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Borderline Personality Disorder

  • Amy Scholten, MPH
Publication Type:


Borderline Personality Disorder



Borderline personality disorder (BPD) is a mental health problem. People with BPD may often have intense, unstable moods. This can cause problems with family, work life, goals, and self-image.

Treatment can help manage the condition.


The causes of BPD are not fully understood. It is likely due to a mix of genes, life events, and environment.

Central Nervous System—Brain.

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Risk Factors

BPD is more common in those with:

  • Early or ongoing stressful events
  • Past abuse, neglect, or abandonment as a child
  • Past sexual abuse or violence
  • Inborn sensitivity to stress
  • Siblings or parents who have BPD


BPD can affect anyone. It is mostly diagnosed in adolescents and young adults. People with BPD may have:

  • Fears of being left alone—leads to frantic behaviors
  • Sudden, intense mood swings
  • Problems controlling emotions or moods
  • Relationship problems—viewing people as all good or all bad
  • Unstable self-image
  • Impulsive behavior, such as:
    • Excess spending
    • Risky sexual behavior
    • Gambling
    • Substance abuse
    • Binge eating
  • A pattern of hurting themselves with cutting, scratching, or burning
  • Feeling misunderstood, bored, and empty
  • A strong sense of being flawed or bad
  • Blaming others and not taking responsibility for behavior
  • Problems controlling anger
  • Periods of feeling paranoid or disconnected—often triggered by stress

People with BPD tend feel rejected easily. They may be upset at even mild separation from friends or family. Symptoms often become severe during stress or lonely times.


The doctor will ask about symptoms and past health. A mental health screening will be done. It will ask about mood, outlook, and day to day life. A physical exam and tests may be done. It will help to rule out other health conditions. A psychiatrist may make the diagnosis. There is no test for BPD. Instead the doctor will look at symptoms over a long period of time.


Psychotherapy can help to understand and manage BPD. The goal is to help the person:

  • Improve how they cope with frustration, anxiety, loneliness, and anger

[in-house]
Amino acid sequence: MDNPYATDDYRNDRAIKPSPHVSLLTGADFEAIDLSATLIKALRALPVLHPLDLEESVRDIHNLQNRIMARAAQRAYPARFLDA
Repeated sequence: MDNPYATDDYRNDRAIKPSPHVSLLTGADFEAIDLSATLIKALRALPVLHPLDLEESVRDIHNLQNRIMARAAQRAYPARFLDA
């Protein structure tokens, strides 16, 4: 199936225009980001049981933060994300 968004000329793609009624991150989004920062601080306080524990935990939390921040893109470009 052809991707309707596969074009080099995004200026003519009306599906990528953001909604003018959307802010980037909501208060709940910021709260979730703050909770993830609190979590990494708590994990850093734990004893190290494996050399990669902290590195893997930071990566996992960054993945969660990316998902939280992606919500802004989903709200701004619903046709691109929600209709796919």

• Control impulsive behaviors
  • Improve social skills

Therapy may be one on one or include family therapy. The exact type of therapy will be based on each person's needs. Some types of therapy used with BPD are:

  • Dialectical behavior therapy (DBT)—Helps the person cope with emotions.
  • Mentalization-based therapy (MBT)— Strengthen feelings to gain a sense of self and others.
  • Systems training for emotional predictability and problem-solving (STEPPS)—Group therapy to help people manage behaviors. It is to help understand feelings and how to react to them.
  • Transference-focused psychotherapy (TFP)— The therapist checks the person's emotional response to questions. Then, both work through emotions in the moment.

Medicine is not a main part of BPD treatment. It may be used to treat severe symptoms or other mental health issues such as depression.


There are no guidelines to prevent BPD.





  • Borderline personality disorder. EBSCO DynaMed website. Available at: https://www.dynamed.com/condition/borderline-personality-disorder.
  • Borderline personality disorder. National Mental Health Association website. Available at: https://www.nimh.nih.gov/health/topics/borderline-personality-disorder.
  • Mendez-Miller M, Naccarato J, et al. Borderline personality disorder. Am Fam Physician. 2022;105(2):156-161.
  • National Health and Medical Research Council (NHMRC) clinical practice guideline on management of borderline personality disorder. Available at: https://www.nhmrc.gov.au/about-us/publications/clinical-practice-guideline-borderline-personality-disorder.


  • Adrian Preda, MD
Last Updated:

This content is reviewed regularly and is updated when new and relevant evidence is made available. This information is neither intended nor implied to be a substitute for professional medical advice. Always seek the advice of your physician or other qualified health provider prior to starting any new treatment or with questions regarding a medical condition.